Hospital workers, too, report that penalties are ratcheting up, with suspensions substituting for progressive discipline. A punitive approach to medication or practice errors has employees fearing for their jobs—and could pressure workers to cover up mistakes rather than report them.

Judy Sheridan-Gonzalez, a nurse at Montefiore Medical Center in New York, says nurses are harassed to punch out and finish their paperwork off the clock or to work through their meal breaks to finish on time.

At the University of Chicago Medical Center, the endowment took a hit from the stock market crash, and the president decided on 9 percent cuts to come through the recession leaner. Layoffs mean blue-collar and clerical workers are working short-handed and lunches are denied, according to Teamsters Local 743 rep J Burger.

Workers are bumping into new jobs where they’re pressured to be up to speed within 30 days. Burger said many find the environment “so nasty and hostile they said they were leaving.” The local managed to negotiate severance pay.

At the same time management created a new non-union position, “advanced pharmacy tech,” that does bargaining unit work. “They’re using them to snitch on people,” said Burger. “We’ve gone from one or two grievances every two months to 15 outstanding.”


At the L’Oreal hair dye factory in New Jersey, chemical compounder Tom Walsh says management is targeting older workers to discipline and then fire. As a part-time business agent for RWDSU-UFCW Local 262, Walsh sees a similar crackdown across the wide variety of workplaces he represents.

“They write them up for every little thing, it doesn’t matter how minor, and then it progresses to the next step till they’ve got their foot out the door,” Walsh said.

Scott, the UPS steward, said each of the four drivers he represented in management reviews in two months’ time has had more than 20 years.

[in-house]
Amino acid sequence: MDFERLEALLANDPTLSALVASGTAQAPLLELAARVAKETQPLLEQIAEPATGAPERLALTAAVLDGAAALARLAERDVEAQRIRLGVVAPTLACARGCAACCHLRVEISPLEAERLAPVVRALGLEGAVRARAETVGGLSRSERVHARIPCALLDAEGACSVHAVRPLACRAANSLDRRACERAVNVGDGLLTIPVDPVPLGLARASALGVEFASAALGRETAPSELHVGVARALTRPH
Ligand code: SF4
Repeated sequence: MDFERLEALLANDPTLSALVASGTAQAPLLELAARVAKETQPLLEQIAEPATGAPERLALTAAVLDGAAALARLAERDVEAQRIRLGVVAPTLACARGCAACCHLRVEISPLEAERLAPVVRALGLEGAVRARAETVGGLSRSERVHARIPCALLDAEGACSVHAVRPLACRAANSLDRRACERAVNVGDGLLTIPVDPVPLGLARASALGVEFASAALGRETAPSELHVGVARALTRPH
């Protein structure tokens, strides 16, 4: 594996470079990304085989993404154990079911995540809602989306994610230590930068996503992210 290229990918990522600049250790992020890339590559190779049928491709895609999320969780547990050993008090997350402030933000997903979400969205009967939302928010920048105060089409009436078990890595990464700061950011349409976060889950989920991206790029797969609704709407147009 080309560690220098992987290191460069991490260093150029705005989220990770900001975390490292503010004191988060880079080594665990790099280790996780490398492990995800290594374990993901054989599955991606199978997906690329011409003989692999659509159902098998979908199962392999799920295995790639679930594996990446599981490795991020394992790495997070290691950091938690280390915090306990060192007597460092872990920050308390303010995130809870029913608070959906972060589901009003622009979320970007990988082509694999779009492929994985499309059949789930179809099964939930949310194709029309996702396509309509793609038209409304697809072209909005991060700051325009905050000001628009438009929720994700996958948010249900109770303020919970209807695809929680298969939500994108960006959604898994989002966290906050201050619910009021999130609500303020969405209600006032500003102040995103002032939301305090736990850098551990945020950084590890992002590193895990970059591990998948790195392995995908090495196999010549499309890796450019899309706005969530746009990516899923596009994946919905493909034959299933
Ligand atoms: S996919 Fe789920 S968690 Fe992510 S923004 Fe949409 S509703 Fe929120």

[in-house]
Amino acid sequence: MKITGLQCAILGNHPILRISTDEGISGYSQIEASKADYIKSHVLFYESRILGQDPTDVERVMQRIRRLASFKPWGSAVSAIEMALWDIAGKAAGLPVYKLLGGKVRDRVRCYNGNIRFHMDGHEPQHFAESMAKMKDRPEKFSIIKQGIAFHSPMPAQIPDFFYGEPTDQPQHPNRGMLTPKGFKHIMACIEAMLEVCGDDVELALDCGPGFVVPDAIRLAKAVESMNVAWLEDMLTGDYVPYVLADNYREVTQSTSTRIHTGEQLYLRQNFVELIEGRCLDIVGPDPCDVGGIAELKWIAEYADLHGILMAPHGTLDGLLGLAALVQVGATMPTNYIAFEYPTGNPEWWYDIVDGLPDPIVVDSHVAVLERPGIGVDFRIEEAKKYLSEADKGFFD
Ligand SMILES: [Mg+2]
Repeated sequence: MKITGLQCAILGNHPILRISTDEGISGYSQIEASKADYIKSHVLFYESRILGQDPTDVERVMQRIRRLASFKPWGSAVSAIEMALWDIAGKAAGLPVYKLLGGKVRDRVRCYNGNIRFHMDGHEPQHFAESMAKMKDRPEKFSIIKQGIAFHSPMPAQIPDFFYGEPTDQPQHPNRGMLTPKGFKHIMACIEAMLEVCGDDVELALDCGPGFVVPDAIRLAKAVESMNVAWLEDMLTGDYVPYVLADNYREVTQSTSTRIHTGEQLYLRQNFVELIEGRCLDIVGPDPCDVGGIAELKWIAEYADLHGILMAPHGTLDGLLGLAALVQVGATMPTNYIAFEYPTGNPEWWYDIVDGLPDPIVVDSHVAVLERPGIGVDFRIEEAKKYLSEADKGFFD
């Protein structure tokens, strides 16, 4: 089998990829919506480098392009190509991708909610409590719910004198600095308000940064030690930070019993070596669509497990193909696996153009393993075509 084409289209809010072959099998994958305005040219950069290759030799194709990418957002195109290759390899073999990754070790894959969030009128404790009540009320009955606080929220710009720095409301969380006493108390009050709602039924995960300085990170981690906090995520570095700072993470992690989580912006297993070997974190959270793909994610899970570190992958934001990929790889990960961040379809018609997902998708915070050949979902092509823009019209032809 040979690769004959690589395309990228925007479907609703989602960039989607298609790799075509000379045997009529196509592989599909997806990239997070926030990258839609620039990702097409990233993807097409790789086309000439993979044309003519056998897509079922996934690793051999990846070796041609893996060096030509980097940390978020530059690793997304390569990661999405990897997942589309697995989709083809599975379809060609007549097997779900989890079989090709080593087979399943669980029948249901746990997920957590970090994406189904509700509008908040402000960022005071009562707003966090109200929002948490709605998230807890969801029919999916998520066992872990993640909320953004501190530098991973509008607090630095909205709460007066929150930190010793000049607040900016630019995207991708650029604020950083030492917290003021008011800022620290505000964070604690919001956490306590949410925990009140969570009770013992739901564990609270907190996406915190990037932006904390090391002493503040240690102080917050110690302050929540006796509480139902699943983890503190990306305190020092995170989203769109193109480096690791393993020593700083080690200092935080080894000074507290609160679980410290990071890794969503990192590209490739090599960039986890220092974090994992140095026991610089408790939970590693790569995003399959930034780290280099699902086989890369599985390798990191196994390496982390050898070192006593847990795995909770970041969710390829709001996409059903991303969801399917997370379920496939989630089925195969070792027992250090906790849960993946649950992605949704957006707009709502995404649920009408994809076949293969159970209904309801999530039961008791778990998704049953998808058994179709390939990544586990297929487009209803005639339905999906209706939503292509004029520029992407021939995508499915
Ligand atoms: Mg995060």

At other UFCW-represented companies, workers on sick leave for more than 13 weeks are fired. Walsh notes that lower managers are not immune: “They got rid of pretty much anybody over the age of 40 and brought in a bunch of young kids right out of college.”


Some CWA locals at AT&T are using the fact that their contract is expired to take action against harassment. In Northern California, when two members of Local 9404 were disciplined for refusing overtime, the local called a grievance strike.

Overtime work isn’t required, after a 2001 agreement stripped it from the contract. “We had to defend that,” said President Carol Whichard, who remembers hating year after year of forced overtime as a technician in the field.

Whichard called the strike at 8:30 a.m., and by 10 a.m., 600 workers had driven their vehicles back to the garages and were holding picket signs. By 5 p.m. the discipline was removed. Workers were paid a half day.

In Southern California AT&T is cracking down on bathroom breaks for inside workers. Managers say “lost time” should equal no more than two hours a month—about five minutes a day. Local 9503 steward Wynter Hawk says managers keep track, letting workers know how much they’ve used. They call it “a courtesy.”

“I say, ‘Your courtesy is kind of like harassment,’” she said. “Do they think when they get to the end of the month people will just hold it?”

Stewards are considering a mass pee-in, in which all workers would clock out at the same time.

At UPS, Dan Scott, a member of Teamsters for a Democratic Union, counsels fellow drivers to fight speedup by following UPS’s thick rulebook to a tee. “They encourage us to hydrate throughout the day, stretch after each break and at the beginning of the day, take all breaks and lunches in full,” he said.

Scott believes the union’s untapped resource is the customers.

“People relate to their driver, how hard they work,” he said. “They are the face of the company. How much trouble would it be for a local or the international to run an ad saying, ‘UPS is harassing your driver. Ask your driver what it’s like.’ Start that chatter.”

Jane Slaughter: Jane Slaughter is the author of Concessions and How To Beat Them and co-author, with Mike Parker, of Choosing Sides: Unions and the Team Concept and Working Smart: A Union Guide to Participation Programs and Reengineering. Her work has appeared in The Nation, The Progressive, In These Times, and Monthly Review, among others.

This article originally appeared at Labor Notes, a monthly publication for reform-minded labor activists. It is reprinted her with permission from the author.